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No. 20 (20) December 2005
No. 19 (19) December 2005
No. 18 (18) November 2005
№ 17 (17) November 2005
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№ 15 (15) October 2005
No. 14 (14) September 2005
No. 13 (13) September 2005
12 (12) August 2005
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THE AUTHORS
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Oleg Panfilov,
project Manager,
panfilov[at]cjes.ru

Dmitry Alyaev,
chief editor,
alyaev[at]cjes.ru

Roman Zyuzin,
webmaster,
webmaster [at] cjes.ru

Adil Dzhalilov,
Kazakhstan,
adild[at]list.ru

a diamond stylus,
Kyrgyzstan,
citizen2005[at]yandex.ru

Nargis Zokirova,
Tajikistan
zokirova77 [at] mail.ru

Representative Names
in Uzbekistan and Turkmenistan
not disclosed

Lyudmila Burenkova,
technical editor,
lyuda [at] cjes.ru

Elena Dorokhova,
design,
inwork[at]frw.ru
Kyrgyz cotton is not a friend
Free James
In the Fergana Valley, in particular, in the south of Kyrgyzstan, cotton harvesting has begun. Previously, cotton was the main source of income for the local budget, now it is grown only by those who are sure that they can realize it at a favorable price.

Over the past decade, cotton production has fallen three times.

The cotton market in the south of Kyrgyzstan is mainly occupied by Russian and Uzbek firms.

Last year for local cotton growers was not very successful. The main reason was the decline in the cost of this raw material in the global market. The farmers themselves tend to blame large cotton corporations for this, which monopolized the local cotton market, dictating low prices to farmers. Returning to stock prices, it can be emphasized that if the year before last in the 2003–2004 season. per ton of cotton fiber on the exchanges were given $ 1506, then last year in the 2004-2005 season. price dropped to 1,148 dollars. Let me remind you that out of 3 tons of raw cotton, approximately 1 ton of cotton fiber is produced. As a result, the peasants suffered. They had to sell raw materials at a price that does not even cover its cost price. In Kyrgyzstan, the price of raw cotton dropped to 8-10 soms (20-25 cents) per kg. But the profit of intermediary structures amounted to at least 15 cents per kilogram. The cotton growers themselves explain this by the fact that in Kyrgyzstan the cotton purchase market is monopolized. “In recent years, the same people buy cotton, and they, having agreed among themselves, set the price, but they do not let buyers in from the outside,” says the cotton grower Asan Abduraimov. Indeed, the middleman continues to dictate prices in the agricultural raw materials market. Not being able to independently sell their produce, cotton growers are forced to turn only to him. No choice.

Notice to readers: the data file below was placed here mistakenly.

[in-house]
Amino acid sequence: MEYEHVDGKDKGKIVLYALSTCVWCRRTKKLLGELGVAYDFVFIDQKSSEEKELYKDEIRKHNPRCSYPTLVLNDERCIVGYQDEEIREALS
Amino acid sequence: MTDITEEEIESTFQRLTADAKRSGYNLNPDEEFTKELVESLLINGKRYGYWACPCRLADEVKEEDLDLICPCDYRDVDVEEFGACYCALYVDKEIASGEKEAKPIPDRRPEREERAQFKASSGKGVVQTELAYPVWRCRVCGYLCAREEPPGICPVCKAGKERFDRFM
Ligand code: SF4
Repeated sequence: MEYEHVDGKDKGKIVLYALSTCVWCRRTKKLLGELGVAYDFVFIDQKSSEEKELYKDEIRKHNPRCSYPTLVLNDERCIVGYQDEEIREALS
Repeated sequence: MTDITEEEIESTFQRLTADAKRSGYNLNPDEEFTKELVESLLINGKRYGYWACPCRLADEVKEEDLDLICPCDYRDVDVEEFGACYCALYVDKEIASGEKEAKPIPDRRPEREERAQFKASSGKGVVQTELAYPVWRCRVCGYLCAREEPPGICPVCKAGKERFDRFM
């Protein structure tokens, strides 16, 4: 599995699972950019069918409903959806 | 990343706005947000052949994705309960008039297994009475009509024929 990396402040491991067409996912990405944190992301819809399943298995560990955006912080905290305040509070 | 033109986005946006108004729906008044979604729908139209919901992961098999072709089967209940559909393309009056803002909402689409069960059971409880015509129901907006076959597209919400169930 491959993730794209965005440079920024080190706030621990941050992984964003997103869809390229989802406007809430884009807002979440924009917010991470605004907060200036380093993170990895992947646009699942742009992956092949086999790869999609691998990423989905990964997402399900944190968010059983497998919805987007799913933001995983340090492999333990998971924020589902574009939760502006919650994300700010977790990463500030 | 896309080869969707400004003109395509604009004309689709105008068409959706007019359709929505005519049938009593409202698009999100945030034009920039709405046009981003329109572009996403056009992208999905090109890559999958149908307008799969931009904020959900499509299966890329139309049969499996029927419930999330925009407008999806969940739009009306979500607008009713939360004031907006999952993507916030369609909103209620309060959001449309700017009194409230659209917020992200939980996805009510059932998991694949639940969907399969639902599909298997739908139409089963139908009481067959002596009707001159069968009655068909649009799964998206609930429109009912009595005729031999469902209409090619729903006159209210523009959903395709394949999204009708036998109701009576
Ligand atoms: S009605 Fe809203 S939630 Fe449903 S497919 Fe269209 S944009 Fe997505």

Meanwhile, experts of the International Cotton Consultative Committee (ICAC) explain the reason for the sharp decline in prices by the fact that in recent years the price of cotton was very high, and producing countries increased cotton crop areas in order to obtain super-profits. Naturally, due to the production boom, demand was far behind the supply. The huge supply of cotton fiber, the relatively low demand for it, as well as the sluggishness of buyers in purchasing (associated with the expectation of further price reductions) led to a significant drop in prices. In the season 2003-2004. in the world, 20.6 million tons of cotton fiber were produced, and in 2004–2005 production reached 23.5 million tons.

The important role of lower prices in Kyrgyzstan was also played by the fact that last year smuggled as much raw cotton from Uzbekistan to Kyrgyzstan, according to various sources, could not be harvested by Kyrgyz cotton growers even in two years.